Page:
You can certainly make larger cakes, if you’d like, but for me, these sweet little confections are the perfect size for your afternoon tea.  And I must say one of these Eccles Cakes with a cup of one of my most favorite teas, a Golden Yunnan, is so satisfying!

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References:  Lancashire Eccles Cakes, Salford, Eccles Historic Society
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Raisins, Sultanas or Currants?

Have you ever read a British recipe only to see “sultanas” or “currants” as an ingredient?  And have you ever then put that recipe down because who has “sultanas” or “currants” in the cupboard?  Probably no one in the states.  But do you know what they are and what you can use?

I’m pretty sure we all know what raisins are?  Dried seedless grapes. The majority of our grapes are grown in California, originally from the ‘Sultanina’ grape (possibly named because of its origination in the town Soultanieh in the middle East).

In 1870 William Thompson imported this variety of grape to California for his vineyards.  But from the devastating drought of 1873 William was left with nothing but shriveled up grapes on his vines.  Making ‘lemonade out of lemons’ Thompson sold the dried up grapes as a “Peruvian Delicacy” and low and behold the California raisin industry was born!  The Sultanina grape is now known as the Thompson grape and is the most widely planted grape in the industry.

Dried grapes (or raisins) have been around for thousands of years though.  Whether it’s grapes, or plums, figs or apricots, leaving vegetables and fruits out to dry in the sun is one of the oldest methods of preserving food.  More than 2,000 years B.C. wall paintings found throughout the Mediterranean showed us that dried fruits were a major part of the diet.  In medieval times, dried fruits were the most common form of sweetener, far more popular (and more expensive) than honey. In Roman times, two bags of dried fruits could buy a slave.

 So now that we’ve established what a raisin is, what is a sultana? Sultanas are actually nothing more than ‘raisins’, but made from the lighter green Thompson grapes. When dried, they are golden in color and tend to be a bit bigger and sweeter than our ordinary raisins.  Sultanas are easy to find in the supermarket under the name “golden raisins”.  In baking you can use golden raisins anytime sultanas are called for in a recipe.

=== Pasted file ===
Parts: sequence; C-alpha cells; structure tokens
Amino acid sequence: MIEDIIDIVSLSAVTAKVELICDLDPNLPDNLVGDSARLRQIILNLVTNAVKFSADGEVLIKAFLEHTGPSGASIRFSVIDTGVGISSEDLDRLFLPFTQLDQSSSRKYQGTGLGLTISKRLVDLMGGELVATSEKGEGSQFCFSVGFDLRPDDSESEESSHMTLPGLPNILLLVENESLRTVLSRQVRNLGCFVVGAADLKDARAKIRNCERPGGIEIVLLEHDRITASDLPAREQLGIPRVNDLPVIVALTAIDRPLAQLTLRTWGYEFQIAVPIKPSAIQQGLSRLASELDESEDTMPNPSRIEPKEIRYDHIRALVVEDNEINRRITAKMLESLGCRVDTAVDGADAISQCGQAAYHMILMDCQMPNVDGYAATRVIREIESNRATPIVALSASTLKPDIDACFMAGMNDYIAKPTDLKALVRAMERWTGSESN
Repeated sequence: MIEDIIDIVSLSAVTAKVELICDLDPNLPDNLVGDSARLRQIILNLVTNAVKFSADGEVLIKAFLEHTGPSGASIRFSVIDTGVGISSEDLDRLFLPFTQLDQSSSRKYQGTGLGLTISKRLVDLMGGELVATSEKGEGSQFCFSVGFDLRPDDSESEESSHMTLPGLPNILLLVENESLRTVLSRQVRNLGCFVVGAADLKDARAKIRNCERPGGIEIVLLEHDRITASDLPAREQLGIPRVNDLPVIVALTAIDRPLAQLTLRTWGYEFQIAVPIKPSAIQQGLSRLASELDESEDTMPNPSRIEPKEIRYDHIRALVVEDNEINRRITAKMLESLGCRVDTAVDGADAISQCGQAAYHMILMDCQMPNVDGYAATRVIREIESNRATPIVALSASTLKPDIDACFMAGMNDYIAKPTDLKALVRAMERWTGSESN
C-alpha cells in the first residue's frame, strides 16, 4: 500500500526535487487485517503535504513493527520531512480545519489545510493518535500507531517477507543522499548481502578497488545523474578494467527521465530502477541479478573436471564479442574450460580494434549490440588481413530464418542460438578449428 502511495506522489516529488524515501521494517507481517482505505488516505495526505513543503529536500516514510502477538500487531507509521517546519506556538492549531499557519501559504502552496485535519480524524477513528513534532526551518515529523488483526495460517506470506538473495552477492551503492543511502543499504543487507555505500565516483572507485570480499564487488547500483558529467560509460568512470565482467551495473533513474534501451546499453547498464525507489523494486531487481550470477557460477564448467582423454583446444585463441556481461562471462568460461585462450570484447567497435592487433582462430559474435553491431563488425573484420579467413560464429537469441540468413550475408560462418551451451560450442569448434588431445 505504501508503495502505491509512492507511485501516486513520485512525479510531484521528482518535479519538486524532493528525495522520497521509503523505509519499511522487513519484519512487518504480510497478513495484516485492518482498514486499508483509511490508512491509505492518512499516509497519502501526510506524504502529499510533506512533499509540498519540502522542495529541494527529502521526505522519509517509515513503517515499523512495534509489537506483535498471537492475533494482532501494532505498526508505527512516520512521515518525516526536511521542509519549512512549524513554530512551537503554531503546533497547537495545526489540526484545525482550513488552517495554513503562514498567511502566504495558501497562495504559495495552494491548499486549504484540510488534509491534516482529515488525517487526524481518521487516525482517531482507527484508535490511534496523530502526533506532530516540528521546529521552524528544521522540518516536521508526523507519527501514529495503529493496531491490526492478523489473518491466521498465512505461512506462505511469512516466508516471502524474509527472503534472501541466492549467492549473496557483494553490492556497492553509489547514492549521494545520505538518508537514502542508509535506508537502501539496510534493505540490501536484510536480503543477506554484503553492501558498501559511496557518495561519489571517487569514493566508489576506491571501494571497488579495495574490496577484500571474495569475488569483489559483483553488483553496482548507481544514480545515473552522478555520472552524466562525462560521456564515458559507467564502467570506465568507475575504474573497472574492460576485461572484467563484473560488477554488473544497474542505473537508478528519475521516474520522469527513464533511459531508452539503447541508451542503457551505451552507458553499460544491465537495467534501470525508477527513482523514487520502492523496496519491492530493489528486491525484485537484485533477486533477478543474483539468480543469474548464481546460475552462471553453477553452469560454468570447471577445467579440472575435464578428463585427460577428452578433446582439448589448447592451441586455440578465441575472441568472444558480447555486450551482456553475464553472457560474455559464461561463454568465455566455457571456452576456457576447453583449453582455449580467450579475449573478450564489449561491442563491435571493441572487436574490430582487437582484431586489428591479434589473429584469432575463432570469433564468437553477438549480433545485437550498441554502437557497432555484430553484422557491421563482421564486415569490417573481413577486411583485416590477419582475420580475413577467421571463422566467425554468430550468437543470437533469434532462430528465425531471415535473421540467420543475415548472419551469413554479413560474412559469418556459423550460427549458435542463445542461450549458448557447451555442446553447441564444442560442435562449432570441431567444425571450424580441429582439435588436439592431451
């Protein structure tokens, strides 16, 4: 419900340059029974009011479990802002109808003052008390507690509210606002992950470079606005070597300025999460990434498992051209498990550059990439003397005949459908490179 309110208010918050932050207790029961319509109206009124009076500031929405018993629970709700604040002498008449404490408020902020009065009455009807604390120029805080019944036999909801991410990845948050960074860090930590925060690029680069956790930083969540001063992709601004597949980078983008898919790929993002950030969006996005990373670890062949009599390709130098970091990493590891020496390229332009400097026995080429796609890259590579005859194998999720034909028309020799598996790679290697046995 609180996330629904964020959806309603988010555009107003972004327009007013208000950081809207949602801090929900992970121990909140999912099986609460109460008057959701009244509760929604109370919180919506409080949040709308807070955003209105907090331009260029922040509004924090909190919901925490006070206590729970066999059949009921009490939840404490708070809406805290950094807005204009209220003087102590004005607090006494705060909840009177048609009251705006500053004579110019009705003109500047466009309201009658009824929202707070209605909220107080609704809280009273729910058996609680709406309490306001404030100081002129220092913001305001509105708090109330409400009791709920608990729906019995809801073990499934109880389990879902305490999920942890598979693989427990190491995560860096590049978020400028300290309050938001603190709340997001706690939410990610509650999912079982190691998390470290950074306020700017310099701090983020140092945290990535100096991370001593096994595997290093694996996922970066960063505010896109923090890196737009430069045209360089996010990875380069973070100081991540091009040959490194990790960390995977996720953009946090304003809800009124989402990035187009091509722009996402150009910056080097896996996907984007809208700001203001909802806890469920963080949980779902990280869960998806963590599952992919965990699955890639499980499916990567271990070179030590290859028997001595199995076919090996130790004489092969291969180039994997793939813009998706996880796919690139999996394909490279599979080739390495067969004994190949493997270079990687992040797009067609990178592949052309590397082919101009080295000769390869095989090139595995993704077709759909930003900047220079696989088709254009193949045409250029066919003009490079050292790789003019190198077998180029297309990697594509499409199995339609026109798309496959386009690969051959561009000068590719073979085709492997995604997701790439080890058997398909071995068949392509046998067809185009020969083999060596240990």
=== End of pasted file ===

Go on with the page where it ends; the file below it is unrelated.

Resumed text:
Currants, on the other hand, are a completely different fruit.  Much smaller in size and quite tart, whether red or black, currants are berries grown on shrubs or bushes and not grown on vines. Most often, currants are associated with only being available in Great Britain.  Sun Maid sells a product called Zante Currants, which is not a currant at all but a grape, originally from Greece, and should not be confused with the currants of Great Britain.

The currants used in many British recipes are, for the most part, not available in the U.S. Commercial cultivation of these currants was banned from 1911 until 2003 because of concerns the plants could harbor a disease that had the potential to devastate American timber.  Disease-resistant varieties were developed and now the ban has been lifted.  For this reason, many Americans confuse Zante raisins with currants.  Although I’ve never tried growing currants, I’m told they grow easily in your own backyard.  So until I do, I’m probably going to use Sun Maid’s Zante Currants (raisins) in place of British currants in my baking.

Whether in baking or in savory foods, be sure to use plenty of raisins, sultanas or currants in your cooking … or just keep them around as a handy snack.  A low-fat food, full of antioxidants and polyphenolic phytonutrients, dried fruits act as an anti-inflammatory and can help protect the body against free radicals.  Dried fruits also contain iron, B vitamins, potassium and magnesium, which helps build red blood cells and healthy bones.  Red and black currants, in particular, have four times more vitamin C than oranges and twice the antioxidants of blueberries.   Great for digestion because they contain lots of fiber, these sweet, delicious dried fruits really are nature’s candy.

So the next time you’re about to make Spotted Dick, a Christmas Pudding or Bara Brith, don’t be afraid to reach for the ‘raisins’.

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References:  Raisin Grape Varieties,  Isons Nurseries, Sun Maid, Cornell University, Wise Geek